- This topic has 1 reply, 3 voices, and was last updated 11 years, 1 month ago by Anonymous.
December 5, 2009 at 2:28 pm #1954AnonymousInactive
this might sound silly but:
when you do the penitential prayers prescribed by your confessor, are those prayers done for you to receive an indulgence or is it done because you are not completely predisposing yourself to the mercy of God if you do not do it?December 5, 2009 at 4:07 pm #9496AnonymousInactive
A few things that you need to keep in mind.
An indulgence is simply a modern application or method of preforming ancient penances. In the early Church penances were very severe by our standards. Today they are commuted to less severe actions, including those imposed by the priest when we are in the confessional. If you normally rode a horse ten miles a day, and the penance imposed on you was to walk and not ride your horse for six months, or two years, that was much harsher than what we do today.
To gain an indulgence, you have to make an intention to do so, they don’t come automatically. So if you make the inention (even once a year that let’s say, “All rosaries that I pray this year be means of gaining an indulgence) you will gain them. If you don’t make the intention, you still benefit spiritually but don’t gain the indulgence.
Those Indulgences you do gain, are only gained when you are not in a state of mortal sin. So make an intention once a year to gain all the indulgences that are availible to you by any prayers or charitable/holy acts, go to confession and receive communion on a regular basis. You will be fulfilling your obligations to God to live a holy life, and grow spiriutally, and as a bonus, you will gain many indulgences that you don’t even know exist.December 14, 2009 at 2:26 am #9512AnonymousInactive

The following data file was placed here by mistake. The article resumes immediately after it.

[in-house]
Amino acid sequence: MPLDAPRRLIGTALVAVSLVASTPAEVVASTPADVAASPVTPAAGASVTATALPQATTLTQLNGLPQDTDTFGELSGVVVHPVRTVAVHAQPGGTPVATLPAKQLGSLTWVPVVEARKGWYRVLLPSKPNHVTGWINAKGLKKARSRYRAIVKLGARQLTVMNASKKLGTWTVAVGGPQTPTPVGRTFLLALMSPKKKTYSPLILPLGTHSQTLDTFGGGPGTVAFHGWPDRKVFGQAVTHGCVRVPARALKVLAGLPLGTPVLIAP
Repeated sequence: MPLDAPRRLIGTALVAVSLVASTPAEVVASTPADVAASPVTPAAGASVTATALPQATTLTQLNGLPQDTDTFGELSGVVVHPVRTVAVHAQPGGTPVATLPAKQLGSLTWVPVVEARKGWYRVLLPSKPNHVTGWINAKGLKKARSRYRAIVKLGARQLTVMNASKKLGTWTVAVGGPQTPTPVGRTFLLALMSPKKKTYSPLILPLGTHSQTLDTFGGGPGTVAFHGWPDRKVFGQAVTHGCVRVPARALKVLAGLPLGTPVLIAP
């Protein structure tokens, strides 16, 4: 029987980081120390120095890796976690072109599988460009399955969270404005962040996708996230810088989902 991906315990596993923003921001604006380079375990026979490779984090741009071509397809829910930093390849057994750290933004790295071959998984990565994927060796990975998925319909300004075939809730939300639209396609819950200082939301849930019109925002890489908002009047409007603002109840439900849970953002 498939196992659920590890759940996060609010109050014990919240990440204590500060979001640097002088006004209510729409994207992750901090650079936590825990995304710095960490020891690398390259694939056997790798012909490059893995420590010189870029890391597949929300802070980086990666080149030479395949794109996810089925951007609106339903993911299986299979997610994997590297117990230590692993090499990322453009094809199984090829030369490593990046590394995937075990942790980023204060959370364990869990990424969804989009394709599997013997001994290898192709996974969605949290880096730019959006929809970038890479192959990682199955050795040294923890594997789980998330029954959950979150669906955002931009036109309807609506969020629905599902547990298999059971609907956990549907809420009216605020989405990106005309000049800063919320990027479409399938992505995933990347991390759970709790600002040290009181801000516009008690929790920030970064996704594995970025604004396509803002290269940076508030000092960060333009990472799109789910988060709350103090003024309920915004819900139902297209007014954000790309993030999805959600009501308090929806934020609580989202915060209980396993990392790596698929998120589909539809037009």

umm, say my confessor told me to pray an our father as my penance, but for some reason i fail, does that mean i was never forgiven in the confession if i dont do it?December 14, 2009 at 5:59 am #9513AnonymousInactive
Nope, If you are contrite (sorry for your sins) when you go to confession, and the priest pronounces the absolution, you are forgiven of the sin(s) you have confessed. If you legitimatly forgot any sins, they too are forgiven. What remains is the penalty due for those sins.
To put it into terms that you may understand better. You go to confession and confess that you stold $100.00 from your mother. The priest absolves you from the sin. You still are required to return the $100.00, and you still have the penance for your sins.
Most Protestant theology teaches that once you say that you accept Jesus as your savior, any sins you have committed in the past, now or in the future are forgiven, and Jesus did penance for you.
As Catholics we beleive that we cannot be forgiven on our own, that it is Jesus, passion and death as well as his rising from the dead that enables us to be forgiven, however we are still responsible to make restitution for our sins, that restitution includes both the temporal restitution, (as in the $100.00 above,) and the offence we have made to God, by rejecting His will. This does not take away from Jesus’ sacrifice, but unites us to His Sacrifice.February 11, 2010 at 3:19 am #9612AnonymousInactive
i was wondering, is it sinful to “pick and choose” a priest?